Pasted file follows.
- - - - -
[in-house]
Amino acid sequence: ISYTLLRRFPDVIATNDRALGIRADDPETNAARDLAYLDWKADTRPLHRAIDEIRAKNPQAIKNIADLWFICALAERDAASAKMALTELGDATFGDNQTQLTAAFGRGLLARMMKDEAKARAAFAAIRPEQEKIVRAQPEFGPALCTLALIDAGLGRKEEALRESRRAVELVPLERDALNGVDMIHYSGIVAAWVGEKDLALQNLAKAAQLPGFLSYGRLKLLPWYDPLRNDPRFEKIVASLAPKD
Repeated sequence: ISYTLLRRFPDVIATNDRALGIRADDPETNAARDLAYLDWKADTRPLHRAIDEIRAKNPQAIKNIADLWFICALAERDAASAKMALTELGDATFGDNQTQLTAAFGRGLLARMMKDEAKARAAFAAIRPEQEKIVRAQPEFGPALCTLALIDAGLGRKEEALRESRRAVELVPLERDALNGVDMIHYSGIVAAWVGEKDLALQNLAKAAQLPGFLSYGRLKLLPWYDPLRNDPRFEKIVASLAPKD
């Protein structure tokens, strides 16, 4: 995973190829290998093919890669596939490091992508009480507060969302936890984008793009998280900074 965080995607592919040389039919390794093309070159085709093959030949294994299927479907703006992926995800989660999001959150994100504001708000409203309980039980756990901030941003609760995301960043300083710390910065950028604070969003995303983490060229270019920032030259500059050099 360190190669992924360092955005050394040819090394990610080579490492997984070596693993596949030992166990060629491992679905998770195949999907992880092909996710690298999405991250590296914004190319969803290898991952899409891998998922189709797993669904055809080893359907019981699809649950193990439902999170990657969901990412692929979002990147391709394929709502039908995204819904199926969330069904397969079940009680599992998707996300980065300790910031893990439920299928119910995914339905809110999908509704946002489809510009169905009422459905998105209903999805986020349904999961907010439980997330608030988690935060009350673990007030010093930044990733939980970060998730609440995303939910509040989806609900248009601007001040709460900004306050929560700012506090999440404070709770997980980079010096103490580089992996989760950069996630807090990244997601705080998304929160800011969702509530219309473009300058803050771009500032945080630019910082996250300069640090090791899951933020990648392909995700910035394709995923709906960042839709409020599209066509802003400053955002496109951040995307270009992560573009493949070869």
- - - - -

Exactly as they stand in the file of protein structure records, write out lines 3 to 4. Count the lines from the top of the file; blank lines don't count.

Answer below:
Repeated sequence: ISYTLLRRFPDVIATNDRALGIRADDPETNAARDLAYLDWKADTRPLHRAIDEIRAKNPQAIKNIADLWFICALAERDAASAKMALTELGDATFGDNQTQLTAAFGRGLLARMMKDEAKARAAFAAIRPEQEKIVRAQPEFGPALCTLALIDAGLGRKEEALRESRRAVELVPLERDALNGVDMIHYSGIVAAWVGEKDLALQNLAKAAQLPGFLSYGRLKLLPWYDPLRNDPRFEKIVASLAPKD
């Protein structure tokens, strides 16, 4: 995973190829290998093919890669596939490091992508009480507060969302936890984008793009998280900074 965080995607592919040389039919390794093309070159085709093959030949294994299927479907703006992926995800989660999001959150994100504001708000409203309980039980756990901030941003609760995301960043300083710390910065950028604070969003995303983490060229270019920032030259500059050099 360190190669992924360092955005050394040819090394990610080579490492997984070596693993596949030992166990060629491992679905998770195949999907992880092909996710690298999405991250590296914004190319969803290898991952899409891998998922189709797993669904055809080893359907019981699809649950193990439902999170990657969901990412692929979002990147391709394929709502039908995204819904199926969330069904397969079940009680599992998707996300980065300790910031893990439920299928119910995914339905809110999908509704946002489809510009169905009422459905998105209903999805986020349904999961907010439980997330608030988690935060009350673990007030010093930044990733939980970060998730609440995303939910509040989806609900248009601007001040709460900004306050929560700012506090999440404070709770997980980079010096103490580089992996989760950069996630807090990244997601705080998304929160800011969702509530219309473009300058803050771009500032945080630019910082996250300069640090090791899951933020990648392909995700910035394709995923709906960042839709409020599209066509802003400053955002496109951040995307270009992560573009493949070869």